Silverbolt was still careful as he moved into the room. Air Raid's new hobby had started out with basic pyramidal shapes constructed from the Autobot-sized replicas of Earth playing cards that Smokescreen had produced, and swiftly expanded into intricate constructions of ever-increasing size. Silverbolt would never have believed Air Raid could have the patience for something that required such delicate balance and concentration if he hadn't seen it with his own optics.

"What are you going to do when you run out of cards?"

"Find more," Air Raid replied promptly. There had been a few complaints of people's decks going missing recently, but they were good-natured. Most Autobots seemed interested in Air Raid's card houses, which he constructed in the large rec room as often as in the Aerialbots' private space, and he was always getting questions and compliments on his designs. "Sideswipe says Sunstreaker's got a stash, he's gonna dig them out."

Silverbolt came around the table to examine the structure from the other side. Air Raid had somehow created a kind of spiralling central ramp that was flanked with little pointed crenellations. In the middle Silverbolt could just see an interlocking frame of cards that was keeping the whole thing steady. Air Raid had carefully chosen packs of cards with different coloured backs to make patterns as the tower rose. Silverbolt shook his head, impressed all over again.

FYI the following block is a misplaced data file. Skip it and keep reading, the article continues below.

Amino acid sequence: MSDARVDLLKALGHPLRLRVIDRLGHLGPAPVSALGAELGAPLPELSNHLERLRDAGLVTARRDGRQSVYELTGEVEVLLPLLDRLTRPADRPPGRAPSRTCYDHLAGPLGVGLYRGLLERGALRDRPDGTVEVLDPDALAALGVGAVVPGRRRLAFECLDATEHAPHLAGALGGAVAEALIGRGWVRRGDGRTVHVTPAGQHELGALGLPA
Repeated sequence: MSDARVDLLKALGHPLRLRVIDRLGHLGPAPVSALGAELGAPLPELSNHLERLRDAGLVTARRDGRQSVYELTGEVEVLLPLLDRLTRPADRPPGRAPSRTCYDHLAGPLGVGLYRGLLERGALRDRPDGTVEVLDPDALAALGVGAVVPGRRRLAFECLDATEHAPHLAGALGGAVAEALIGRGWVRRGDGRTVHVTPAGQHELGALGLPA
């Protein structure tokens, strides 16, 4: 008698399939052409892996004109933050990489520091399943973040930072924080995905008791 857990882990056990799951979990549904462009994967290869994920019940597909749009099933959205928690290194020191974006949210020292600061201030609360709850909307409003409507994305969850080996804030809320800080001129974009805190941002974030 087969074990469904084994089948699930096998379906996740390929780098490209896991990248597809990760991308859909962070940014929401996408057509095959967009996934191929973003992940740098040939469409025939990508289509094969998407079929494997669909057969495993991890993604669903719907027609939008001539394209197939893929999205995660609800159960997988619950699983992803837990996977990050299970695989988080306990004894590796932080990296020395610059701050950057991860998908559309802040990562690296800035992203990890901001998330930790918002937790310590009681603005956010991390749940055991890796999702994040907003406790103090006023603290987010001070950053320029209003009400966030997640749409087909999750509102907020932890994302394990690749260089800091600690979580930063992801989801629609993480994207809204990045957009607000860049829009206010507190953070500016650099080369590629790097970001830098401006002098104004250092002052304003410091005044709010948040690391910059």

"Are you taking pictures of these? You really should."

"Fireflight's taken some. But I can always build them again if I want to, I'm saving all the schematics in my permanent memory as I go along."

"Still, it would be nice to have a record. And it's easier to show other people if you don't have to build the whole thing first."

"I guess." Air Raid seemed to be only half listening, idly tossing the cards he held from one hand to another. "There's something not quite right about his one, dunno what it is…"

Silverbolt smiled. The fact that Air Raid was more interested in building the card houses than showing them off was another surprise, and one that Silverbolt liked. So much of their existence had been centred on proving themselves to other people. It was wonderful to see Air Raid doing something for the sheer love of it.

He'd never had the chance before. None of them had. But Earth was so quiet now. In the months since they'd destroyed the space bridge, there'd been almost no Decepticon presence anywhere near the planet. A half-hearted response had come from Mercury, but the early-warning sensors had done their job, and Astrotrain and the others had been sent packing with severe enough damage to keep them out of action for a while. Autobot City was more than half complete, and there were so many Autobots now that the shift schedule had slowly relaxed into what Silverbolt was told was a more normal pattern for Cybertronian days. He hadn't even realised that the hectic interspersal of uptime and downtime wasn't how it was normally done.

And now he had… free time. More of it than he knew what to do with. His brothers had found it hard to adjust as well, but gradually they'd begun to explore their own interests. Air Raid's card houses were one avenue of experiment. They'd all taken a keen interest in the library of Cybertronian movies on Teletraan-2. Skydive had even started a film club, whose members included both Autobots and humans, to compare Earth and Cybertronian styles of cinematography. Fireflight was finally able to indulge his endless curiosity almost without restraint, and to everyone's surprise - his own included - it had turned out that when he had time to find out everything he wanted to about something, he was much better able to stick with a train of thought - and remember to come back when he'd said he would. He'd formed a happy alliance with Perceptor and Chip, and would often volunteer his downtime to fly them somewhere in the name of Science.